Democrats and Many Countries Think You’re Violent

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Democrats and Many Countries Think You’re Violent

Data from the Pew Research Center

As the Obama era comes to a close, the overall image of the United States among key publics in North America, Europe and the Asia-Pacific region is generally favorable. In addition, U.S.-led military action against ISIS in Iraq and Syria wins broad approval, and many say America is as important a world leader as it was a decade ago.

U.S. image, in part, is linked to impressions of the American people. In general, Americans are perceived as optimistic and hardworking, although those outside of the U.S. are divided as to whether Americans can be described as tolerant. When looking at negative characteristics, many people around the globe associate Americans with arrogance, greed and violence.

Many associate arrogance, greed  and violence with Americans

Majorities in Greece, Australia, UK and Spain say Americans are arrogant, greedy and violentThe survey also asked whether respondents associate three negative traits – arrogance, greed and violence – with Americans. A median of 54% think arrogance is an attribute of Americans, and nearly as many say the same about greed (median of 52%). Slightly fewer across the countries surveyed think Americans are violent (median of 48%).

Majorities or pluralities in nine countries associate haughtiness with people in the U.S. Roughly seven-in-ten Greeks, Canadians and Australians associate a sense of superiority with people in the U.S. and six-in-ten or more in the UK (64%), Spain (62%) and China (60%) agree.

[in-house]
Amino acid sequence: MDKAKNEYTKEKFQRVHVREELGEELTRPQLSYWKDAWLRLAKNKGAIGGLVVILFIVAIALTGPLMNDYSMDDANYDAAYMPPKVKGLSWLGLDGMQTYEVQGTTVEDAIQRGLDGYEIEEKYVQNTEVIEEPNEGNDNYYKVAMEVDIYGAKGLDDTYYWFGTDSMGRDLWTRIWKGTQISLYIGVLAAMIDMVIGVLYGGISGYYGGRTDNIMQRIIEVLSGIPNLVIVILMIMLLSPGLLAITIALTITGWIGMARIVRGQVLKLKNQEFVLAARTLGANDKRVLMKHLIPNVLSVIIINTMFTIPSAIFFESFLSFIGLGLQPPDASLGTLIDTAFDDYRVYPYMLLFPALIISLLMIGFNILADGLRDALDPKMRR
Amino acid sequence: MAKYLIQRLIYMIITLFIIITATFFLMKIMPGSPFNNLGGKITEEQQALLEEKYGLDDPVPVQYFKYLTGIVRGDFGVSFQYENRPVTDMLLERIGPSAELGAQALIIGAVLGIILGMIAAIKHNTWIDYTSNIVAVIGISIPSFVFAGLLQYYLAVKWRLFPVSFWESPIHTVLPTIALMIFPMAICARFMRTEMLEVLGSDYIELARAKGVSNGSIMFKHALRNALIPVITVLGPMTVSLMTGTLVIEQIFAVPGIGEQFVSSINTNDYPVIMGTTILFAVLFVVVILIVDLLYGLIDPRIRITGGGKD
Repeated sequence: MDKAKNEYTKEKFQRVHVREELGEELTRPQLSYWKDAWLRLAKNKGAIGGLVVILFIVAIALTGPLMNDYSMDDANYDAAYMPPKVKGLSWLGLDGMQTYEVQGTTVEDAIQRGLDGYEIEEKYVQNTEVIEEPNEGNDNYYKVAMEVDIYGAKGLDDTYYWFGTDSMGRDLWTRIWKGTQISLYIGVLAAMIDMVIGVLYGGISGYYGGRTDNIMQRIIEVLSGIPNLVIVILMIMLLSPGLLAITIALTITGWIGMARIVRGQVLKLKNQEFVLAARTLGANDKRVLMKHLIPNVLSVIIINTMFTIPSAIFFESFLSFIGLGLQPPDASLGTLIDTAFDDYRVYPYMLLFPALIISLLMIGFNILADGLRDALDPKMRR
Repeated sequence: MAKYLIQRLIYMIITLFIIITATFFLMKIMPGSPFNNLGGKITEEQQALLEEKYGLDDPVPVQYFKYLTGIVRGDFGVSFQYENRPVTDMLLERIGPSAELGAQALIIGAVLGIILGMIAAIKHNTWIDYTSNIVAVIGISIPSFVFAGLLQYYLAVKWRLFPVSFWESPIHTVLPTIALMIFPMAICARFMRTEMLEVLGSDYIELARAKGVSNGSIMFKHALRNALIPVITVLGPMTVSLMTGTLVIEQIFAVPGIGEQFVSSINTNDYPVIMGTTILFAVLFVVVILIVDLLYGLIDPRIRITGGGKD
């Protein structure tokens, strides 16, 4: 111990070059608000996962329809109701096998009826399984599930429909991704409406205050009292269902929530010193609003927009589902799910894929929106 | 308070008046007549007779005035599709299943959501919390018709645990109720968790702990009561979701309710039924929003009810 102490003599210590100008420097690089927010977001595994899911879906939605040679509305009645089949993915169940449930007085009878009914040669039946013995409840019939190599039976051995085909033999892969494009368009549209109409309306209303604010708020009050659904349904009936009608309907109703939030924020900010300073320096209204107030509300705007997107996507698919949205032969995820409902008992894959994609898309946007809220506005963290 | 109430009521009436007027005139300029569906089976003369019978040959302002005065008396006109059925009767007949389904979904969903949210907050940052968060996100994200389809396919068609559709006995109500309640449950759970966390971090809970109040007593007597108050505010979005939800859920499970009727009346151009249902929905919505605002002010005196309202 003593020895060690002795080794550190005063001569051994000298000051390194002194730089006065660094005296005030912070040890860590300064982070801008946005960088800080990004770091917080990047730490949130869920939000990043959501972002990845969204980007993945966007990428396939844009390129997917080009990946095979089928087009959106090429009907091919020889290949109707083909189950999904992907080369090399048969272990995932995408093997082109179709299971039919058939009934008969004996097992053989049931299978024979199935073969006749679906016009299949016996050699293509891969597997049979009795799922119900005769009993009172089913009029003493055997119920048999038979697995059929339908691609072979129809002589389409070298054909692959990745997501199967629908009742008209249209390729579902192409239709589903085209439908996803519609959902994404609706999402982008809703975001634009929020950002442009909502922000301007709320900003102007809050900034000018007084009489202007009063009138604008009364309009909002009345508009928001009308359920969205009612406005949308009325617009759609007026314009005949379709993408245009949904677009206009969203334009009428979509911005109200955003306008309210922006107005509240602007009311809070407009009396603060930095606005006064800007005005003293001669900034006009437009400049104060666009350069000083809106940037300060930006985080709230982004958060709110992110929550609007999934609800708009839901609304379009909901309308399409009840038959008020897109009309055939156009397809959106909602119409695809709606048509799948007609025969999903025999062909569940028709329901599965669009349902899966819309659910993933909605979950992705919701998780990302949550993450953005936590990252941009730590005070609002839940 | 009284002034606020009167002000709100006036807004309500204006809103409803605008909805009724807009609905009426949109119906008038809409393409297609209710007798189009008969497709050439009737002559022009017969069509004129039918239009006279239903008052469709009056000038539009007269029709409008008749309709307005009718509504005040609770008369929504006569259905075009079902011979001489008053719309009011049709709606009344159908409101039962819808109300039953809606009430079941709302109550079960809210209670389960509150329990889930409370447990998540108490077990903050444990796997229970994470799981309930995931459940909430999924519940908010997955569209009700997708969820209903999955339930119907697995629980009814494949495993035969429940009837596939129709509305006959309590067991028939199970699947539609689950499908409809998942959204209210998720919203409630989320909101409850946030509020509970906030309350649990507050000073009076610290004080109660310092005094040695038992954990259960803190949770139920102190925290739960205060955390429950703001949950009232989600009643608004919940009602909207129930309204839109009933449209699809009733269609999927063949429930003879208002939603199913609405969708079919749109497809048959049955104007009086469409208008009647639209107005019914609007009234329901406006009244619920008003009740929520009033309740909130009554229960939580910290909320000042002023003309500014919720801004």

A 57% majority of Americans admit that the stereotype of the greedy American fits. Roughly the same portion of Spaniards (59%), Dutch (59%), Canadians (58%), Australians (58%), British (56%) and Swedes (55%) agree that Americans are greedy. In Greece, an even larger share (68%) associates Americans with avarice. Elsewhere, the survey finds roughly half or fewer agreeing that Americans are greedy. This view is least common in Italy, with just 21% ascribing avarice to people in the U.S. Meanwhile, the share of Poles (-13 percentage points), Brits (-9), and Chinese (-8) ascribing greed to people in the U.S. has dropped considerably since the last time this question was asked in 2005.

Across the countries polled, substantial percentages describe Americans as violent. In four nations this constitutes a majority view: Australia (68%), Greece (63%), the UK (57%) and Spain (55%). The last time this trait was tested was in 2005, against the backdrop of the U.S.-led mission in Iraq. The share of people in France describing Americans as violent was 15 percentage points higher (63% vs. 48%). Smaller but still significant gaps are evident in Canada (64% in 2005 vs. 53% today) and China (61% vs. 52%).

Democrats are more likely than Republicans to describe Americans as violent

In the United States, Democrats sometimes have a less favorable view of Americans compared with Republicans. Democrats are less likely to describe Americans as tolerant and more likely to associate Americans with greed and arrogance. The largest perceptual divide, however, is over violence. By a margin of 21 percentage points, Democrats (50%) are more likely than Republicans to describe Americans as violent.

Source: http://www.pewglobal.org/2016/06/28/americas-international-image/

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